Have we entered a new golden age for jewel thieves? In May, $1.4 million worth of Chopard gems were stolen from a hotel just off the Croisette during the Cannes Film Festival. Within a week, a necklace valued at $2.6 million vanished from a party at the Hotel Du Cap-Eden-Roc, in nearby Cap d’Antibes, where Sharon Stone, Chris Tucker and Paris Hilton were among the guests. Adding a touch of absurdity to the intrigue, the first robbery came hours after Sofia Coppola’s The Bling Ring premiered at Cannes.
Two months later, in a crime that would have broken Holly Golightly’s heart, Tiffany executive Ingrid Lederhaas-Okun of Darien, Connecticut, was arrested for stealing more than $2 million from the famed company—including diamond rings, earrings and bracelets, which she then resold. (Lederhaas-Okun pleaded guilty.)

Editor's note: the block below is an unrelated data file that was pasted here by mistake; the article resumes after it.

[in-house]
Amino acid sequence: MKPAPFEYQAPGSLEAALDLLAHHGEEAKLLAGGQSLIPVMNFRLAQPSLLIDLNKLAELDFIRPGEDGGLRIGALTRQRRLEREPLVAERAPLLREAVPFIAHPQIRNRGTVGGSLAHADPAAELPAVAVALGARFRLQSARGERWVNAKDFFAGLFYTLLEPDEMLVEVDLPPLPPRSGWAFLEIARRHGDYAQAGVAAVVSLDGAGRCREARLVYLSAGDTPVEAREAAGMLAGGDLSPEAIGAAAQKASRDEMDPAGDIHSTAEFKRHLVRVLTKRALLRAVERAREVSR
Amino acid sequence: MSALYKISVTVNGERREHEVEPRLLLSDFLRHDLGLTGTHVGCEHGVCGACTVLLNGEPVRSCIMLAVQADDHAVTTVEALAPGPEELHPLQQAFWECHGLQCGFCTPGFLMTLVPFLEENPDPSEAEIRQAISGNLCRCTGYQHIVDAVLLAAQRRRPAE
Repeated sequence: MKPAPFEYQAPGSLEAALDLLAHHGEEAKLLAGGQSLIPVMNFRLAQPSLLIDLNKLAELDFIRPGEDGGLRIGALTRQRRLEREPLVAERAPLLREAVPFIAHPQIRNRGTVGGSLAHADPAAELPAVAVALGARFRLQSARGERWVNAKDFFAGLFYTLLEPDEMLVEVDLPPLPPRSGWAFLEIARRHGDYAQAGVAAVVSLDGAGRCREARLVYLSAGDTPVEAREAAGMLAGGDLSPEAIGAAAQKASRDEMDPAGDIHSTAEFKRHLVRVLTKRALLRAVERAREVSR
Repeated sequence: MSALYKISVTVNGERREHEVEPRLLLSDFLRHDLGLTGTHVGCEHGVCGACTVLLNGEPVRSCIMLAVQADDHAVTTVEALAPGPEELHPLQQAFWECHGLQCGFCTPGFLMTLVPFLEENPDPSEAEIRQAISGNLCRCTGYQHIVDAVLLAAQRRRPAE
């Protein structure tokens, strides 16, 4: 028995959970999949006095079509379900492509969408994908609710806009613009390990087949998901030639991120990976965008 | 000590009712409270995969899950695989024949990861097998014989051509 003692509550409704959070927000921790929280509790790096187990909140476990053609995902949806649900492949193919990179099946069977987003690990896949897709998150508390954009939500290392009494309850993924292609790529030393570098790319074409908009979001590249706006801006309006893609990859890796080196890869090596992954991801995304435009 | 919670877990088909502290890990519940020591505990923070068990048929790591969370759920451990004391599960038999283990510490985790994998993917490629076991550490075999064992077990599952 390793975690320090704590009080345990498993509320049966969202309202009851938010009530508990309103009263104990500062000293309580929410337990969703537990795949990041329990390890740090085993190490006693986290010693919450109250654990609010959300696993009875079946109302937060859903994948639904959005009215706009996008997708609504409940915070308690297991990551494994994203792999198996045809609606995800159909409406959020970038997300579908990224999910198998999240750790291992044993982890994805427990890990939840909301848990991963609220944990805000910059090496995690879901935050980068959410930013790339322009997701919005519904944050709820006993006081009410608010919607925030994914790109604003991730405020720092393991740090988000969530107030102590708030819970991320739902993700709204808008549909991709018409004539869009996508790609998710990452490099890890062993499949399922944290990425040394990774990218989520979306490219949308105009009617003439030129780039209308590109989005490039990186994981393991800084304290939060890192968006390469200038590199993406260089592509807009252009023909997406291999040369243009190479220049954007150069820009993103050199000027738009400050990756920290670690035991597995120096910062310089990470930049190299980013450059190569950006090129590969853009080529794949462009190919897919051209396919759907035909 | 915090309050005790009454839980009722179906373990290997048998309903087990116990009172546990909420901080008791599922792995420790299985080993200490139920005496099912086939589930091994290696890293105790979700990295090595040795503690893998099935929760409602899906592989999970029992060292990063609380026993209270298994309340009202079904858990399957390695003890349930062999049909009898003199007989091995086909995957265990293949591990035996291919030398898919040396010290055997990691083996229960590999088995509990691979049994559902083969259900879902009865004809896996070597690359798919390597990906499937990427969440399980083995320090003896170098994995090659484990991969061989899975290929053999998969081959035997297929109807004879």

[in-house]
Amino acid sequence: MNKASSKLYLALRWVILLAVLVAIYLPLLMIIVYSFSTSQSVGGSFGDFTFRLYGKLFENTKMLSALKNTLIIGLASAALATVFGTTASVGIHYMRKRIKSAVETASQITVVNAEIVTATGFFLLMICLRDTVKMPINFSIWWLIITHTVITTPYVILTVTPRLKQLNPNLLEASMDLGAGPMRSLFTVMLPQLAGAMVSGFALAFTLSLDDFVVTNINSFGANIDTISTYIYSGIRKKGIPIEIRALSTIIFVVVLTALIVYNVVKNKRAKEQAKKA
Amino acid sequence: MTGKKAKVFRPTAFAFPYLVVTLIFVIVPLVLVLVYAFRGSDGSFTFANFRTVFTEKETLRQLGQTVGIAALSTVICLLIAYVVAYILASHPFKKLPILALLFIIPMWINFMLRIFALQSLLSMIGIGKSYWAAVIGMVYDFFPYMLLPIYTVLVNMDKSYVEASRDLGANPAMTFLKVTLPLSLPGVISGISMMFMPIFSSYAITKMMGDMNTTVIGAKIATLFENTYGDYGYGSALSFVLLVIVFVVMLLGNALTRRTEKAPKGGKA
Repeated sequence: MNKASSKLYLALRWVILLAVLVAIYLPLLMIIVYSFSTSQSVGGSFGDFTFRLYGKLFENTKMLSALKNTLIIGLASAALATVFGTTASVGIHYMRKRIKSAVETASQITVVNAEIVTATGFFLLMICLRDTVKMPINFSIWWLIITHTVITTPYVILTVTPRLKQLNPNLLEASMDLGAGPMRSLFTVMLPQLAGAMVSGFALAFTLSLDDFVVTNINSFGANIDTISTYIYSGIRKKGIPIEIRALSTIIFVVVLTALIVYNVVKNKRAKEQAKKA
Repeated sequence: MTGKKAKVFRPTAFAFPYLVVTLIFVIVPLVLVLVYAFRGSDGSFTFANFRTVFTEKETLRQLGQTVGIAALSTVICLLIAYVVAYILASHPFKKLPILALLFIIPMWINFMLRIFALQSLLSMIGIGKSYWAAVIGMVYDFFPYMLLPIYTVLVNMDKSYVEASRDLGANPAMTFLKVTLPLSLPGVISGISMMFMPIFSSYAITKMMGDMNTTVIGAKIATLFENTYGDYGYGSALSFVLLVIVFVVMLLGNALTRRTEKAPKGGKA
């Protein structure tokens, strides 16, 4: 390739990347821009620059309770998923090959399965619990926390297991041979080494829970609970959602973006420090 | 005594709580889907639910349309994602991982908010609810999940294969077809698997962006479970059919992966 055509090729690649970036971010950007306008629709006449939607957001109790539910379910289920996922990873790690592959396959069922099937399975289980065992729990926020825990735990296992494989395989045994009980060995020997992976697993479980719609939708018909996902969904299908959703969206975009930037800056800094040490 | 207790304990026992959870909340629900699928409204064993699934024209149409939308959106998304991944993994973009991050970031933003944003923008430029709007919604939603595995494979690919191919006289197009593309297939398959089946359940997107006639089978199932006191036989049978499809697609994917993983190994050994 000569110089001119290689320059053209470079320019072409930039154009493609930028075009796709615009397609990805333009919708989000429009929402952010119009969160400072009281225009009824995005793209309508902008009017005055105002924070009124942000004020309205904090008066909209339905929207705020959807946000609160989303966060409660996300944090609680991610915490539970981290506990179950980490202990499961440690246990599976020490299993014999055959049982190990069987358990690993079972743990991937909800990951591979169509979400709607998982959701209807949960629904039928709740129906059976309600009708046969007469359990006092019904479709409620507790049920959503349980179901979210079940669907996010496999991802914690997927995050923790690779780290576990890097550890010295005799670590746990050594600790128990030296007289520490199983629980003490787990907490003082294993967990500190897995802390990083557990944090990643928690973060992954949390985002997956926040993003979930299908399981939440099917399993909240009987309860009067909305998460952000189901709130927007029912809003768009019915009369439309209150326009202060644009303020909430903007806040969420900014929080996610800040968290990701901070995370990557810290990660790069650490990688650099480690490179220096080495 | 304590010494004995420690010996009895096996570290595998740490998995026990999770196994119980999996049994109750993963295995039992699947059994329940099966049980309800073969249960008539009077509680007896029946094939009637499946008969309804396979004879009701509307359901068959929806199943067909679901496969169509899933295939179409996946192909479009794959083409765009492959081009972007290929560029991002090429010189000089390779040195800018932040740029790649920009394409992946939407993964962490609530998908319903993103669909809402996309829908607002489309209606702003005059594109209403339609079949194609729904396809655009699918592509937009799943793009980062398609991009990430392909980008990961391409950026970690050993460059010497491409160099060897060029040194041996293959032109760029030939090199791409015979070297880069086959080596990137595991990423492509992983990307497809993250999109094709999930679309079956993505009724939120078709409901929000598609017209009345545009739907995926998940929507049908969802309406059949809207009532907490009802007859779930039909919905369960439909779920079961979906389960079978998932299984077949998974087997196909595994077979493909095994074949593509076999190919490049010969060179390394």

And in a heist that would have impressed the Ocean’s Eleven gang, Inspector Clouseau and Cary Grant, an armed suspect in Cannes stole a reported $136 million in jewels from the Carlton Hotel in July—the biggest robbery in French history. The Carlton, of course, was the setting for Alfred Hitchcock’s 1955 romantic thriller To Catch a Thief, and, in another twist, police believe the culprit may be a member of the notorious “Pink Panther” ring. Here, a look at how it all adds up.
Estimated number of Pink Panther-related robberies
Value of jewelry stolen from Paris Hilton’s house
Minutes into To Catch a Thief, Alfred Hitchcock makes a cameo, sitting next to Cary Grant on a bus.
Average salary of a Tiffany & Co. vice president
Audrey Hepburn’s earnings for Breakfast at Tiffany’s (it made her the second highest-paid actress in Hollywood, per film, after Elizabeth Taylor)
Cost of movie ticket in 1955, when To Catch a Thief was released
Consecutive blackjack hands George Clooney lost gambling during his downtime on hte set of Ocean’s Eleven
eBay listings for “Tiffany & Co.” fine jewelry